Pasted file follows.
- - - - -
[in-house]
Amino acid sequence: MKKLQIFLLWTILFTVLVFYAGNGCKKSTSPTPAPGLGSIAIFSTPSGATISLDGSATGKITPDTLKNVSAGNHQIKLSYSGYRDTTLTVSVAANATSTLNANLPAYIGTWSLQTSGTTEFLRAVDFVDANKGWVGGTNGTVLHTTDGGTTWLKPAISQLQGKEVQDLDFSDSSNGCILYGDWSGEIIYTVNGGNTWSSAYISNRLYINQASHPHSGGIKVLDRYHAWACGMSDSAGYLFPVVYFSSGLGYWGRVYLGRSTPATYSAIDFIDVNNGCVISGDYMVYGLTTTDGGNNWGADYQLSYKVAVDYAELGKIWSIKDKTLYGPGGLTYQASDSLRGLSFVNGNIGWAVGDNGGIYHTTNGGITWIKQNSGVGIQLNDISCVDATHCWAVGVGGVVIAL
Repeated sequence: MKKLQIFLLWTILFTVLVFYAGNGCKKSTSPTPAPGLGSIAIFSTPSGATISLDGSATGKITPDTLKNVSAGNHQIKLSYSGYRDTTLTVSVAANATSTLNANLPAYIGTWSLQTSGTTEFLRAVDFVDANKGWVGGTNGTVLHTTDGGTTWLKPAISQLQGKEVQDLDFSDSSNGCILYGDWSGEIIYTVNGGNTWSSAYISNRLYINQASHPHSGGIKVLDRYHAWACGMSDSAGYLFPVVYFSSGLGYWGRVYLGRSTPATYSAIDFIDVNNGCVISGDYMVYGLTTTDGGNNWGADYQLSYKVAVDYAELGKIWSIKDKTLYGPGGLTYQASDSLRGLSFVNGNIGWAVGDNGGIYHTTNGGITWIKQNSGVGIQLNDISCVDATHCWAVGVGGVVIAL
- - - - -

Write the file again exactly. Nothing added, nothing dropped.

[in-house]
Amino acid sequence: MKKLQIFLLWTILFTVLVFYAGNGCKKSTSPTPAPGLGSIAIFSTPSGATISLDGSATGKITPDTLKNVSAGNHQIKLSYSGYRDTTLTVSVAANATSTLNANLPAYIGTWSLQTSGTTEFLRAVDFVDANKGWVGGTNGTVLHTTDGGTTWLKPAISQLQGKEVQDLDFSDSSNGCILYGDWSGEIIYTVNGGNTWSSAYISNRLYINQASHPHSGGIKVLDRYHAWACGMSDSAGYLFPVVYFSSGLGYWGRVYLGRSTPATYSAIDFIDVNNGCVISGDYMVYGLTTTDGGNNWGADYQLSYKVAVDYAELGKIWSIKDKTLYGPGGLTYQASDSLRGLSFVNGNIGWAVGDNGGIYHTTNGGITWIKQNSGVGIQLNDISCVDATHCWAVGVGGVVIAL
Repeated sequence: MKKLQIFLLWTILFTVLVFYAGNGCKKSTSPTPAPGLGSIAIFSTPSGATISLDGSATGKITPDTLKNVSAGNHQIKLSYSGYRDTTLTVSVAANATSTLNANLPAYIGTWSLQTSGTTEFLRAVDFVDANKGWVGGTNGTVLHTTDGGTTWLKPAISQLQGKEVQDLDFSDSSNGCILYGDWSGEIIYTVNGGNTWSSAYISNRLYINQASHPHSGGIKVLDRYHAWACGMSDSAGYLFPVVYFSSGLGYWGRVYLGRSTPATYSAIDFIDVNNGCVISGDYMVYGLTTTDGGNNWGADYQLSYKVAVDYAELGKIWSIKDKTLYGPGGLTYQASDSLRGLSFVNGNIGWAVGDNGGIYHTTNGGITWIKQNSGVGIQLNDISCVDATHCWAVGVGGVVIAL